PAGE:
Source function definition:
def f(x):
 return x**2 + jnp.exp(x)

The function has the following inputs, represented as [a]
the function has the following constants, represented as []

These are the intermediate variables describe by the equations computed along the DAG: 
  0. Obtain [b] applying the primitive integer_pow with params {'y': 2} on input/s [a]
  1. Obtain [c] applying the primitive exp with params {} on input/s [a]
  2. Obtain [d] applying the primitive add with params {} on input/s [b, c]

The output is: [d]

Similar to the diagram above, we have two intermediate variables used to describe the output in this example.

  • Input \(x\) is represented by \(a\)
  • The first intermediate variable is \(b=a^2\)
  • Then, the second intermediate variable is created also using as input \(a\): \(c=exp(a)\)
  • Finally, the output is computed by summing the two intermediate variables: \(d=b+c\).

Similarly, we can inspect the gradient function of \(f\) given by jax.grad(f):

Source function definition:
def f(x):
  return x**2 + jnp.exp(x)

The function has the following inputs, represented as [a]
the function has the following constants, represented as []

These are the intermediate variables describe by the equations computed along the DAG: 
   0. Obtain [b] applying the primitive integer_pow with params {'y': 2} on input/s [a]
   1. Obtain [c] applying the primitive integer_pow with params {'y': 1} on input/s [a]
   2. Obtain [d] applying the primitive mul with params {} on input/s [2.0, c]
   3. Obtain [e] applying the primitive exp with params {} on input/s [a]
   4. Obtain [_] applying the primitive add with params {} on input/s [b, e]
   5. Obtain [f] applying the primitive mul with params {} on input/s [1.0, e]
   6. Obtain [g] applying the primitive mul with params {} on input/s [1.0, d]
   7. Obtain [h] applying the primitive add_any with params {} on input/s [f, g]

 The output is: [h]

Notice that the number of intermediate variables increases. For instance, you can look at the equation described in (2) that is a primitive adding resulting from the differentiation: \(\partial/\partial x (x^2)\rightarrow 2x\).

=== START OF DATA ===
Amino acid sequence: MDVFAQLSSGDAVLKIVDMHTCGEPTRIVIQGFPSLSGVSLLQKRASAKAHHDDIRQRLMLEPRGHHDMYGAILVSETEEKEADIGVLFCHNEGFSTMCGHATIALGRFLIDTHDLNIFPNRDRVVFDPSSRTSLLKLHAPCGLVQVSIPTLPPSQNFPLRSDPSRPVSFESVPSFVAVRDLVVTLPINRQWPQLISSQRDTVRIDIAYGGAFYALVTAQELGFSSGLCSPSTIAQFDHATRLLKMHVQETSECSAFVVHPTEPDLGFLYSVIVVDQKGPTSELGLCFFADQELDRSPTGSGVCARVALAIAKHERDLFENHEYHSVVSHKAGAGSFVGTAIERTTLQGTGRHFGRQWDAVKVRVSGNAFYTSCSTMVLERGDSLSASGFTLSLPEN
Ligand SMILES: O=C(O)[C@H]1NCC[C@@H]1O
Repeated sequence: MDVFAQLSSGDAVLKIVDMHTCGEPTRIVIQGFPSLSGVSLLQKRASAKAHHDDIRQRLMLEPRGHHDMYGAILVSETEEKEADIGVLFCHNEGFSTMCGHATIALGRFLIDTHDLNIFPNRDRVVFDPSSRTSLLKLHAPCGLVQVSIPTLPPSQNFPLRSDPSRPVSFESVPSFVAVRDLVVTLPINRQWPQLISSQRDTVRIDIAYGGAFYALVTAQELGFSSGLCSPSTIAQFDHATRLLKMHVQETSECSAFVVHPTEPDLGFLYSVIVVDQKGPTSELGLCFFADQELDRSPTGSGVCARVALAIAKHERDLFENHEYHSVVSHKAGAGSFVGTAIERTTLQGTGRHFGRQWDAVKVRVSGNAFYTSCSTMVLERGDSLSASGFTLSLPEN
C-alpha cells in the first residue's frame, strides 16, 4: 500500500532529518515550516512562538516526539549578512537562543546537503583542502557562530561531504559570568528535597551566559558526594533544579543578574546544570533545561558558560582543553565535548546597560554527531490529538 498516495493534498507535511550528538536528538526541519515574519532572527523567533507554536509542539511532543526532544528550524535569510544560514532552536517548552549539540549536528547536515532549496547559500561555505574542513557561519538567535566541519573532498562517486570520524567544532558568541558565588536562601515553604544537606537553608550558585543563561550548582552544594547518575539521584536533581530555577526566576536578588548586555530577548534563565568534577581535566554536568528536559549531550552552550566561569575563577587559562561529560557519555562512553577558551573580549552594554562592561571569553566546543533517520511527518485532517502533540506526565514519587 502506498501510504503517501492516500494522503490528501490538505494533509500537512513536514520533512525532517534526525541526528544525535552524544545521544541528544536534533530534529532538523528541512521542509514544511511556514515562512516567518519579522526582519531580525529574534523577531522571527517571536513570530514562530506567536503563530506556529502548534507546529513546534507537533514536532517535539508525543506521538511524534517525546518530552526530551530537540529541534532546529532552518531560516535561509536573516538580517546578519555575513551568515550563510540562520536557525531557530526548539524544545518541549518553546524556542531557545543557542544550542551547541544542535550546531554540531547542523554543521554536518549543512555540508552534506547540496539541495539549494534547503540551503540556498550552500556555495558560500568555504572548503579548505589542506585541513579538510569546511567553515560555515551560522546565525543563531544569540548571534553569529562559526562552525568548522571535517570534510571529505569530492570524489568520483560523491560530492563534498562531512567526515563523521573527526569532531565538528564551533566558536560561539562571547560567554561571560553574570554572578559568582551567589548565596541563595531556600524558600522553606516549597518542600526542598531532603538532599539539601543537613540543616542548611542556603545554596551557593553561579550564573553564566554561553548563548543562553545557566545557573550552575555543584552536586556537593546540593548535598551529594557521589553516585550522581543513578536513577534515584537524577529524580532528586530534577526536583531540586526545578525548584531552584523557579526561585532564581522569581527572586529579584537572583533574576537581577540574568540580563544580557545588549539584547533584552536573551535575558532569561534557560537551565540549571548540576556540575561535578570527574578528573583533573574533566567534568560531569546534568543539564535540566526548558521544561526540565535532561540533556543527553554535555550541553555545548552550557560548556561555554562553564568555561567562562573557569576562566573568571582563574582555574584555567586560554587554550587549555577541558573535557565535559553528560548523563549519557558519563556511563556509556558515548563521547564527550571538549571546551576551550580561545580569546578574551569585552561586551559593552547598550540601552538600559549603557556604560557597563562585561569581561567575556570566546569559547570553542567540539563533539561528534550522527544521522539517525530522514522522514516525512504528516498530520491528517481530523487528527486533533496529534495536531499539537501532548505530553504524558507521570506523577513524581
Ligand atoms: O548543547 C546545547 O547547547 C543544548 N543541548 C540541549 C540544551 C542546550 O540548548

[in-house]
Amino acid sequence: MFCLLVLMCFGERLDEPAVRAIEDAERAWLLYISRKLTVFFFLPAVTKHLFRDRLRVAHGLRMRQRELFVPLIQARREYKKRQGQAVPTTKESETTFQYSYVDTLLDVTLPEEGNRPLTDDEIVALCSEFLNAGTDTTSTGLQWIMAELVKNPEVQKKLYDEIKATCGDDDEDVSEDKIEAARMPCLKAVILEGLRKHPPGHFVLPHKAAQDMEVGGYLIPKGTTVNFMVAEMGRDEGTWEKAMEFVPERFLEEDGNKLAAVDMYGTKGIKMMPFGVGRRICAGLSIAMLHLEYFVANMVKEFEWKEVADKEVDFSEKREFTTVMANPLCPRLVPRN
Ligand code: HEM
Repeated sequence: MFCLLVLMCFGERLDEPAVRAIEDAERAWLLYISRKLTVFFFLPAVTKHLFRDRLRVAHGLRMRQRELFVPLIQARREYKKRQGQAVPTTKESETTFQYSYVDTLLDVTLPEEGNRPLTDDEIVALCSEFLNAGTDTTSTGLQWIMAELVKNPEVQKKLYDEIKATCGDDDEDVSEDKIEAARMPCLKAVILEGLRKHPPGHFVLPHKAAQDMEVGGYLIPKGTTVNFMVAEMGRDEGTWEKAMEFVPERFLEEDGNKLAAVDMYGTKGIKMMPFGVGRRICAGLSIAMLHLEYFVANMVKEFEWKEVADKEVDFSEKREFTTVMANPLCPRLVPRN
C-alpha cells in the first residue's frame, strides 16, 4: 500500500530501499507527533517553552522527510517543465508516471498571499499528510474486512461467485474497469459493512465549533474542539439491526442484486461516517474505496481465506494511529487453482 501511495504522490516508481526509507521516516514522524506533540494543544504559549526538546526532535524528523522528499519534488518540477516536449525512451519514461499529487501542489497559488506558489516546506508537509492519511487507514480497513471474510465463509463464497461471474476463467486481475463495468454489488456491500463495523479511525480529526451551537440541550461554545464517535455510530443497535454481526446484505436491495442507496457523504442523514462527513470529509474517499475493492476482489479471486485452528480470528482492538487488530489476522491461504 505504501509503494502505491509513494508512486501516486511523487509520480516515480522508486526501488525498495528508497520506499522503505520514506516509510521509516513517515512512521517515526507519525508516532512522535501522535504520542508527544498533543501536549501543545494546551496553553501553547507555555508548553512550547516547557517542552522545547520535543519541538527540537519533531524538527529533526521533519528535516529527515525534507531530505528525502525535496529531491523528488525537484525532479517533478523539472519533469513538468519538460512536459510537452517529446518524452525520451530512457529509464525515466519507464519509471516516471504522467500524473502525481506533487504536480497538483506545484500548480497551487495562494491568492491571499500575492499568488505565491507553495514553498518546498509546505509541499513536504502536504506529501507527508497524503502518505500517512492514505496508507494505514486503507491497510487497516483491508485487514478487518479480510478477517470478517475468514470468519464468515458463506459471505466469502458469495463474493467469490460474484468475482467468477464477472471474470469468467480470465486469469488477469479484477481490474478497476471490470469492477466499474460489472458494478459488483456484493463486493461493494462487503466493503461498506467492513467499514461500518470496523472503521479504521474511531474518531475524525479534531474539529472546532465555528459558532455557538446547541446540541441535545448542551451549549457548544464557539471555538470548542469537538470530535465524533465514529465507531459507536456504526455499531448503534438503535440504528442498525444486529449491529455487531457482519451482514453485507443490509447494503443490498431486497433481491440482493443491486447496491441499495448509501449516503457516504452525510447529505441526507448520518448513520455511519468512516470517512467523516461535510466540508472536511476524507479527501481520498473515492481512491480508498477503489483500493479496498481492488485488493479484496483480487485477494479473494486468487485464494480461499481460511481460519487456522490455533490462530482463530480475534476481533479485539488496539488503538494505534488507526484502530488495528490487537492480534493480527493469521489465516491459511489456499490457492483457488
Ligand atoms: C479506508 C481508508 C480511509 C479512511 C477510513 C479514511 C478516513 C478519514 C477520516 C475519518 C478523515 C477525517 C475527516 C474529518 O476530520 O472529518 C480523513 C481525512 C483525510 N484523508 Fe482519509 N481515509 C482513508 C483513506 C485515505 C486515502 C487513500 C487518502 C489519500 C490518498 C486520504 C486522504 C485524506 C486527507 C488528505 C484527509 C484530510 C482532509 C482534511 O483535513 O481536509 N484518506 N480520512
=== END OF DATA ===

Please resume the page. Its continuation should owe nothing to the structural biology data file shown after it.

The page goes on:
Further resources on automatic differentiation and JAX:

  1. What’s automatic differentiation video
  2. JAX’s tutorial by Mat Kelcey showing more about parallel computing using JAX
  3. Automatic Differentiation, Deep Learning Summer School Montreal 2017 (Matthew Jonhson); another seminar about the topic JAX seminar

3. Taylor Approximation with two variables

Now we consider the setting when functions are multivariate:

\[f: ℝ^D ⟶ ℝ\] \[\quad \quad \quad \quad \quad \quad x ↦ f(x), \quad x \in ℝ^D\]

By definition 5.8 in MML, we have that a Taylor approximation of degree n is defined as:

\[T_n(x)=\sum^{n}_{k=0}\frac{D^k_x f(x_0)}{k!} 𝜹^k\]

The vector \(𝜹\) represents a difference between \(x\) and \(x_0\); the latter is a pivot-vector in which the approximation is around made.

\(D^k_x\) and \(𝝳^k\) are tensors or k-dimensionl arrays.

If we have that \(𝛅 \in ℝ^4\), we obtain \(𝛅^2:=𝛅⨂𝛅=𝛅𝛅^T ∈ ℝ^{4x4}\)

delta=jnp.aarange(4)   # this is [0, 1, 2, 3]
jnp.eisum('i,j', delta, delta)
DeviceArray([[0, 0, 0, 0],
             [0, 1, 2, 3],
             [0, 2, 4, 6],
             [0, 3, 6, 9]], dtype=int32)

\(𝛅^3:=𝛅⨂𝛅⨂𝛅\in ℝ^{4x4x4}\)

jnp.eisum('i,j,k', delta, delta, delta)
DeviceArray([[[ 0,  0,  0,  0],
              [ 0,  0,  0,  0],
              [ 0,  0,  0,  0],
              [ 0,  0,  0,  0]],

             [[ 0,  0,  0,  0],
              [ 0,  1,  2,  3],
              [ 0,  2,  4,  6],
              [ 0,  3,  6,  9]],

             [[ 0,  0,  0,  0],
              [ 0,  2,  4,  6],
              [ 0,  4,  8, 12],
              [ 0,  6, 12, 18]],

             [[ 0,  0,  0,  0],
              [ 0,  3,  6,  9],
              [ 0,  6, 12, 18],
              [ 0,  9, 18, 27]]], dtype=int32)

For instance, in the last 4x4x4 array, the last number computed is 64 by delta[3]*delta[3]*delta[3] (4x4x4). Instead, the most lower-left element of the third 4x4 array is 48 and you obtained it by delta[2]*delta[3]*delta[3] (3x4x4).

The Einstein Summation implemented in jnp.einsum is a notation that allow you to represent a lot of array operations using index notation. Look this video for a detail explanation and the documentation.

Let’s code the example 5.15, deriving at first manually and then use JAX to check if we reach similar results.

def g(x, y): 
    """Function used in the example 5.15 in MML"""  
    return x ** 2 + 2 * x * y + y **3
x = jnp.linspace(-5, 5, 50)
y = jnp.linspace(-5, 5, 40)
X, Y = np.meshgrid(x, y)
Z = g(X, Y)

fig = plt.figure(figsize = (7.2, 4.3))
ax = fig.add_subplot(1, 1, 1, projection='3d')
ax.plot_surface(X, Y, Z, rstride = 3, cstride = 3, cmap = 'cividis',
                antialiased=False, alpha=.6)
ax.view_init(15, 45)

We will start with the first-order Taylor approximation, which gives us a plane.

We need \(\partial g/ \partial x\) and \(\partial g/ \partial y\) collect the gradient into a vector (aka jacobian vector) and multiply by \(𝛅\).

\[\partial g/\partial x=2x+2y\] \[\partial g/ \partial y=2x+3y^2\]

Collect the partials into a vector:

\[D^1_x=\nabla_{x,y}=\big[2x+2y \quad 2x+3y^2\big]\]

Following the instruction of the example, we will approximate around \((x_0, y_0)=(1,2)\).

Now we can evaluate all the expressions for completing the equation that describes the plane:

\[T_1(x, y)=f(x_0, y_0) + \frac{D^1_x f(x_0, y_0)}{1!} 𝜹^1\]

def dg_dx(x,y): 
  """Derivative of g() w.r.t x hand-coded"""
  return 2*x + 2*y
def dg_dy(x,y): 
  """Derivative of g() w.r.t y hand-coded"""